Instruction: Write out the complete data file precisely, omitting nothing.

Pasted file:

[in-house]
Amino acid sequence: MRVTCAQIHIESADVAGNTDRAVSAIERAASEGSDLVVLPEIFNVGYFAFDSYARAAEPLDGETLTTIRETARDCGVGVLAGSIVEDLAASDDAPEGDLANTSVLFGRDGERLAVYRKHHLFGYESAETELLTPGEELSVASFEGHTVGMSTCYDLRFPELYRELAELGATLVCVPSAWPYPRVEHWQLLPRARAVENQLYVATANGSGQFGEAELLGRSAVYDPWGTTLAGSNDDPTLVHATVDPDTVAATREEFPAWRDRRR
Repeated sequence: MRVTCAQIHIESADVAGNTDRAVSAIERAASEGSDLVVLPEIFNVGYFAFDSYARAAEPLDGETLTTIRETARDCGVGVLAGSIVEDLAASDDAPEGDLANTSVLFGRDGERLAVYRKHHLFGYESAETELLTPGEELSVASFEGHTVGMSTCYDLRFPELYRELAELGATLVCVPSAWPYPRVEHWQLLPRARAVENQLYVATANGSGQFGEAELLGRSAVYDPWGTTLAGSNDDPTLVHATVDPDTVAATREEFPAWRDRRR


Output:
[in-house]
Amino acid sequence: MRVTCAQIHIESADVAGNTDRAVSAIERAASEGSDLVVLPEIFNVGYFAFDSYARAAEPLDGETLTTIRETARDCGVGVLAGSIVEDLAASDDAPEGDLANTSVLFGRDGERLAVYRKHHLFGYESAETELLTPGEELSVASFEGHTVGMSTCYDLRFPELYRELAELGATLVCVPSAWPYPRVEHWQLLPRARAVENQLYVATANGSGQFGEAELLGRSAVYDPWGTTLAGSNDDPTLVHATVDPDTVAATREEFPAWRDRRR
Repeated sequence: MRVTCAQIHIESADVAGNTDRAVSAIERAASEGSDLVVLPEIFNVGYFAFDSYARAAEPLDGETLTTIRETARDCGVGVLAGSIVEDLAASDDAPEGDLANTSVLFGRDGERLAVYRKHHLFGYESAETELLTPGEELSVASFEGHTVGMSTCYDLRFPELYRELAELGATLVCVPSAWPYPRVEHWQLLPRARAVENQLYVATANGSGQFGEAELLGRSAVYDPWGTTLAGSNDDPTLVHATVDPDTVAATREEFPAWRDRRR